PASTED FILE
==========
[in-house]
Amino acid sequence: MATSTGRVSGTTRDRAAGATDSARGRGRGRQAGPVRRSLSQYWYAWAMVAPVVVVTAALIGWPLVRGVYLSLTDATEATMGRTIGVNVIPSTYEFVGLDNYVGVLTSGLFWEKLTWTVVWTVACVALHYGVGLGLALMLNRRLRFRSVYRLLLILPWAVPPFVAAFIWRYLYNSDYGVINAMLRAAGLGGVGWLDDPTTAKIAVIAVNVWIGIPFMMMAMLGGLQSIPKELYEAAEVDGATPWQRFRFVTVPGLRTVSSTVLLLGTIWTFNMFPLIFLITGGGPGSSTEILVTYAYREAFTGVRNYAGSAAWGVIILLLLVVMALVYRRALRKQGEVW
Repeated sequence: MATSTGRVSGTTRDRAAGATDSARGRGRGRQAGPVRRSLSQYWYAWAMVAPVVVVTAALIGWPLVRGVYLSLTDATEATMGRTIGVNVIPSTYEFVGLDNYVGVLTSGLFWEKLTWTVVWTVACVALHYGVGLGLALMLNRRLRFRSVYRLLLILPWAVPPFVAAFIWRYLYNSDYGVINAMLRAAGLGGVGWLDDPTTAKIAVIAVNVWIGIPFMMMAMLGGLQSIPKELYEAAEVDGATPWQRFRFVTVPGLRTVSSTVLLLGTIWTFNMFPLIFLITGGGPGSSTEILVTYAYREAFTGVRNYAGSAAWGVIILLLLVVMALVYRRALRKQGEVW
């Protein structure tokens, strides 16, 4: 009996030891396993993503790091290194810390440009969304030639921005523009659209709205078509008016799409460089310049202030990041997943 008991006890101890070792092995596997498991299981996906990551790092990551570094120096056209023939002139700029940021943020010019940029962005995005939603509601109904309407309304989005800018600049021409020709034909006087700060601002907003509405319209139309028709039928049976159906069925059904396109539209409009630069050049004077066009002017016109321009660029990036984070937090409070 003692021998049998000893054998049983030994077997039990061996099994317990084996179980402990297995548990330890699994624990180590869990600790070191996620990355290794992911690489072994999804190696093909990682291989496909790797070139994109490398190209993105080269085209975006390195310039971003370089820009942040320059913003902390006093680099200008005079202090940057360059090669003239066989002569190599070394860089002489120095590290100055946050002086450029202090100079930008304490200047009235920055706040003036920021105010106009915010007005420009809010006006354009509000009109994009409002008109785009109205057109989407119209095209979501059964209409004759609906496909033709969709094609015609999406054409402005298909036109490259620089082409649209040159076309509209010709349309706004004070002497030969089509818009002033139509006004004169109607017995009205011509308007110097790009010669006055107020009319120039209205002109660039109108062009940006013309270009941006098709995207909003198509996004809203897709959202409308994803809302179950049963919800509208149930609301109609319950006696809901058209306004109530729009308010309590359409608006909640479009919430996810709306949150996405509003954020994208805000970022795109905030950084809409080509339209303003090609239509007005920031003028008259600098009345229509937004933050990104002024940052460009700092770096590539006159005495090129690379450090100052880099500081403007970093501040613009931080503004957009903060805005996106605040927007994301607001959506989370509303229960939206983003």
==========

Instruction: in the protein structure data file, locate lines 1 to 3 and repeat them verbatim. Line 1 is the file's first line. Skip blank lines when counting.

[in-house]
Amino acid sequence: MATSTGRVSGTTRDRAAGATDSARGRGRGRQAGPVRRSLSQYWYAWAMVAPVVVVTAALIGWPLVRGVYLSLTDATEATMGRTIGVNVIPSTYEFVGLDNYVGVLTSGLFWEKLTWTVVWTVACVALHYGVGLGLALMLNRRLRFRSVYRLLLILPWAVPPFVAAFIWRYLYNSDYGVINAMLRAAGLGGVGWLDDPTTAKIAVIAVNVWIGIPFMMMAMLGGLQSIPKELYEAAEVDGATPWQRFRFVTVPGLRTVSSTVLLLGTIWTFNMFPLIFLITGGGPGSSTEILVTYAYREAFTGVRNYAGSAAWGVIILLLLVVMALVYRRALRKQGEVW
Repeated sequence: MATSTGRVSGTTRDRAAGATDSARGRGRGRQAGPVRRSLSQYWYAWAMVAPVVVVTAALIGWPLVRGVYLSLTDATEATMGRTIGVNVIPSTYEFVGLDNYVGVLTSGLFWEKLTWTVVWTVACVALHYGVGLGLALMLNRRLRFRSVYRLLLILPWAVPPFVAAFIWRYLYNSDYGVINAMLRAAGLGGVGWLDDPTTAKIAVIAVNVWIGIPFMMMAMLGGLQSIPKELYEAAEVDGATPWQRFRFVTVPGLRTVSSTVLLLGTIWTFNMFPLIFLITGGGPGSSTEILVTYAYREAFTGVRNYAGSAAWGVIILLLLVVMALVYRRALRKQGEVW